Antioxidant systems in the pathogenic fungi of man and their role in virulence

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93 Citations (Scopus)

Abstract

In the last two decades, a variety of fungal antioxidants have attracted considerable interest, largely arising from their hypothetical role as virulence determinants. Melanin is a potent free radical scavenger and in Cryptococcus neoformans, there is now good evidence that the production of melanin is a significant virulence determinant. There is also recent evidence linking melanin biosynthesis to the virulence of Aspergillus fumigatus conidia. Superoxide dismutases are important housekeeping antioxidants and have an additional hypothetical role in virulence; however, although these enzymes have been biochemically characterized from Aspergillus and Cryptococcus, there is as yet no firm evidence that these enzymes are involved in pathogenicity. Catalase production may play some role in the virulence of Candida albicans but this enzyme has not been shown, as yet, to influence the virulence of A. fumigatus. There are some data supporting an antioxidant function for the acyclic hexitol mannitol in C. neoformans, but further investigations are required in this area. Research into the putative antioxidant activities of a range of other fungal enzymes, such as acid phosphatases, remains limited at this time.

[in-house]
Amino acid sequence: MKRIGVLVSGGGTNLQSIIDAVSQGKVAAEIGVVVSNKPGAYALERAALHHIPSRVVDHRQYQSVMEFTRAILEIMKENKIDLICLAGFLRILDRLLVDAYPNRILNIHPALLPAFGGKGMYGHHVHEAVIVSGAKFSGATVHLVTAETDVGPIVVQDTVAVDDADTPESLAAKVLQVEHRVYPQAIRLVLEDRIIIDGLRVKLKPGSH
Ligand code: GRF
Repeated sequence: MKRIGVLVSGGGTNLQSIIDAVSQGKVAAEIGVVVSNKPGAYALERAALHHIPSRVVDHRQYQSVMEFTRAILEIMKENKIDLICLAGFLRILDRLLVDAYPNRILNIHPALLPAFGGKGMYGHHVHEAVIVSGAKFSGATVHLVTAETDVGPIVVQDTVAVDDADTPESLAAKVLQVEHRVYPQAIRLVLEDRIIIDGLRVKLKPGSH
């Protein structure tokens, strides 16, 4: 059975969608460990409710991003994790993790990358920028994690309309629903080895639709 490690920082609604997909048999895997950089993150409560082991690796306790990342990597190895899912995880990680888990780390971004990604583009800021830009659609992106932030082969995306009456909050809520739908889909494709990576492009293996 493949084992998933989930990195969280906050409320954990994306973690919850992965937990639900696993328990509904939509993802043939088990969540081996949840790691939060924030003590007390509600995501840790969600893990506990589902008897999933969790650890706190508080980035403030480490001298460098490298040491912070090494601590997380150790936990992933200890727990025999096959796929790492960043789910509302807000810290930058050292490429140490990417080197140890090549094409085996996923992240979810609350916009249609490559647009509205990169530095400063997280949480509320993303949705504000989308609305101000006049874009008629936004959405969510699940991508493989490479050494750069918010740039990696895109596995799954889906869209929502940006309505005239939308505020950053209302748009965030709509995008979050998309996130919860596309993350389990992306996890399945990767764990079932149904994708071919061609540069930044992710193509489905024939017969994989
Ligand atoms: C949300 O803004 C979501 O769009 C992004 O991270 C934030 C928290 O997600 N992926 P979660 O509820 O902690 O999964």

Original languageEnglish
Pages (from-to)375 - 389
Number of pages15
JournalMEDICAL MYCOLOGY
Volume37
Issue number6
Publication statusPublished - Dec 1999

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